By Deborah Van Hoewyk
In 1946, a five-year-old Spanish kid moved to Mexico. He didn’t come from money, but Juan Antonio Pérez Simón would end up with quite a lot of it. His dad had a middle-class job in the beverage business, and Juan Antonio taught himself finance, starting his career in accounting. As a young man, his path crossed that of Carlos Slim Helú, whose business talents eventually made him the richest man in Mexico, and at times, the richest man in the world.
When they were both 25, Pérez Simón joined Slim as a partner in starting the investment banking company Inversora Bursátil. By the time they were 35, Slim had started the Carso group (“Car” for “Carlos,” “So” for his wife “Soumaya”); Pérez Simón held a 30% minority stake, but through Carso, he would become head of the interests and entities we foreigners call “Telmex” (Teléfonos de México), thus joining the global business class of Mexico and getting really, really rich.
And what did he do with his money? He bought art. He was a collector from his early teens; he and his wife, according to one assessment of the collection, could only afford reproductions and “cheap Mexican landscape paintings” when they started out. Current assessments reveal that Pérez Simón owns important, some very well-known, paintings from the 14th century on, although he finds “modern” (i.e., past maybe 1970) art of little interest – too devoid of emotions, too intellectual.
His collection contains any number of notable paintings, including paintings we might consider classically modern (e.g., American Abstract Expressionism). Among the works that arrived in New York City for a 2018 exhibition at Di Donna Galleries, “A Passion for Collecting: Modern Works from the Pérez Simón Collection,” were two he purchased from Christie’s in New York at the equivalent of a fire sale during the 2008 financial meltdown. Of course, for Pérez Simón, “fire sale” means $1,142,500 for Magritte’s Exercices Spirituels and $962,500 for Joan Miro’s Femmes devant la lune.
Less attention is usually paid to Pérez Simón’s collection of Pre-Raphaelite paintings, except when, in 2014, he sent 52 Victorian-era paintings to Europe. The exhibition started in Paris, went to Rome, then Madrid, and finally England to be exhibited in the London house of Frederic, Lord Leighton, now the Leighton House Museum.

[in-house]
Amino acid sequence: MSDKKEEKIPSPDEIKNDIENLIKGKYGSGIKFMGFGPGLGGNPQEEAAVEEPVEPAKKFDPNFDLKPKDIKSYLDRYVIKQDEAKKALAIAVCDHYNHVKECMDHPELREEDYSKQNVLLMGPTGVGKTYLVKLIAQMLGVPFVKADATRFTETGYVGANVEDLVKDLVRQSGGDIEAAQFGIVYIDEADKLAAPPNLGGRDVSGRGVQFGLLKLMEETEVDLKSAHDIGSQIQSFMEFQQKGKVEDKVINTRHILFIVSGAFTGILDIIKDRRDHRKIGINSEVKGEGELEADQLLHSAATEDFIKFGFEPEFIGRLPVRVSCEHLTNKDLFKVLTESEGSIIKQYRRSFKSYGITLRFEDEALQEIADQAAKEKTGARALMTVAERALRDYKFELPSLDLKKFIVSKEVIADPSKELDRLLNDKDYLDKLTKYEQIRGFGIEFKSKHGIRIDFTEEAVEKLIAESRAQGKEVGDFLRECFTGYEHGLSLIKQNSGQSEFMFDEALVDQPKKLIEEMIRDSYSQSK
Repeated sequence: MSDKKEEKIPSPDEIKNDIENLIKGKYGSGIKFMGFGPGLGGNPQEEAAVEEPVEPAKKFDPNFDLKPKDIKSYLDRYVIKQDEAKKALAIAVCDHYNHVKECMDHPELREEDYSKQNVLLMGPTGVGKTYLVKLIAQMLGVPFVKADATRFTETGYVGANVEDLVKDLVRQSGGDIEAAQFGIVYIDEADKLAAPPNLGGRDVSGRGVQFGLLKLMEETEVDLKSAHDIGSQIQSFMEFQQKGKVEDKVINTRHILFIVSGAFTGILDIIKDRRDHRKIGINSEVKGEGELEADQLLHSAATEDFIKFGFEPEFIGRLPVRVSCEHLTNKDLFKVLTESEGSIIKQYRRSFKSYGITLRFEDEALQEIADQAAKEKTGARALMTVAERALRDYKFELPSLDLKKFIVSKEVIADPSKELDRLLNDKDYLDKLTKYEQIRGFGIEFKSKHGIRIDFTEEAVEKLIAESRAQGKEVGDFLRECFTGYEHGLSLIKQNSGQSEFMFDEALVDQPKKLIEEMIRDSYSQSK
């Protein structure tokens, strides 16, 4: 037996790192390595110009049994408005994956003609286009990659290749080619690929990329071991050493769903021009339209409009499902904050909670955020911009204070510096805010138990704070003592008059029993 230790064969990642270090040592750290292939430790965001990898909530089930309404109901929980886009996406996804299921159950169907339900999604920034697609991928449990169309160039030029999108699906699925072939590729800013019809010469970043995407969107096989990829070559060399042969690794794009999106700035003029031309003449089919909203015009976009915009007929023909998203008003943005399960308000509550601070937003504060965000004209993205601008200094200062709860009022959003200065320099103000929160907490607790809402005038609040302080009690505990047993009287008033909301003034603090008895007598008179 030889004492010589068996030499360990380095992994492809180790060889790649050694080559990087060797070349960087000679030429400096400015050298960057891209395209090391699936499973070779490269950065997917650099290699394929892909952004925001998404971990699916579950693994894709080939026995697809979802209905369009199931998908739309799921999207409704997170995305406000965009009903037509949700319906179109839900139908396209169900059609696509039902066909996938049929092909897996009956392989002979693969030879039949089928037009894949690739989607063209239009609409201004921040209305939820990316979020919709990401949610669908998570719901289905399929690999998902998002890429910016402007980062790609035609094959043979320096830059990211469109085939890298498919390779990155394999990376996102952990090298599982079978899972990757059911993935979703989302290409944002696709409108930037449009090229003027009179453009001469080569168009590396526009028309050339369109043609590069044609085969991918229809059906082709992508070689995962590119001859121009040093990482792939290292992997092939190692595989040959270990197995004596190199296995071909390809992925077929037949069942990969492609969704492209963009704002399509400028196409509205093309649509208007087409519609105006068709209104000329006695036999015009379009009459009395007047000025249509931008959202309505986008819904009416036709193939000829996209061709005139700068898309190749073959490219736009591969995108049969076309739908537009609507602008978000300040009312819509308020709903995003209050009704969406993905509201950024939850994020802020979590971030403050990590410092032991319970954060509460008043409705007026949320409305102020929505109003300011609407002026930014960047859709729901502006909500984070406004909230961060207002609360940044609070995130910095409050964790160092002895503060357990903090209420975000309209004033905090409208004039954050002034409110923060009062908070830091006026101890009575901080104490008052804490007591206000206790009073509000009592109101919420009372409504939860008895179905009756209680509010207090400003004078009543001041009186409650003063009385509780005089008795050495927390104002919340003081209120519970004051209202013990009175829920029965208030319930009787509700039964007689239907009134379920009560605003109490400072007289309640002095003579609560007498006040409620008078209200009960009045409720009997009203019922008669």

A Victorian Obsession: The Pérez Simón Collection,included five of Leighton’s own works, four of them painted at the Leighton House studio. Named head of the Royal Academy in 1878, Leighton was a social and political success; he was the only artist ever elevated to the House of Lords – unfortunately, he died at home the afternoon of the next day.
Lord Leighton knew and entertained most of the Pre-Raphaelites and the closely allied Victorian classicist painters; his own work falls more on the classicist side. The exhibit was most lauded for its unique combination of Leighton House – a monument to the wealth, status, and eccentric tastes of a successful Victorian artist – with the sensuous, romanticized paintings, which on closer examination, often showed a dark underbelly. One of the most famous paintings of the era, Sir Lawrence Alma-Tadena’s The Roses of Heliogabulus, was painted in 1888, when Victorians saw themselves as heirs to the Roman Empire (remember “The sun never sets on the British Empire”?). The painting shows Emperor Heliogabulus (218-22 CE) indulging in his usual debauchery, amidst a deliciously pink shower of rose petals (history says Heliogabulus used cherry blossoms). Only thing is, the rose petals are smothering the guests, every last one of them, to death. Word has it that the painting, the last as you wended your way through Leighton House, was surrounded by the “scent of seven of the world’s most exquisite roses.”
That was enough to set off reviewer Waldemar Januszczak, who blogged that “Droopy damsels in distress take centre stage in A Victorian Expression.” Pointing out that Leighton was only a year older than Manet, who was busy founding French impressionism, Januszczak condemns Leighton and his contemporaries for engaging in “demented escapism.”
While he makes fun of the Mexican billionaire for collecting this particular movement in art, Januszczak makes no mention of the extraordinary breadth of the Pérez Simón collection as a whole.
We all know Carlos Slim is just as dedicated as his longtime friend Pérez Simón in collecting art – don’t worry, they apparently confer in advance so they avoid bidding against each other.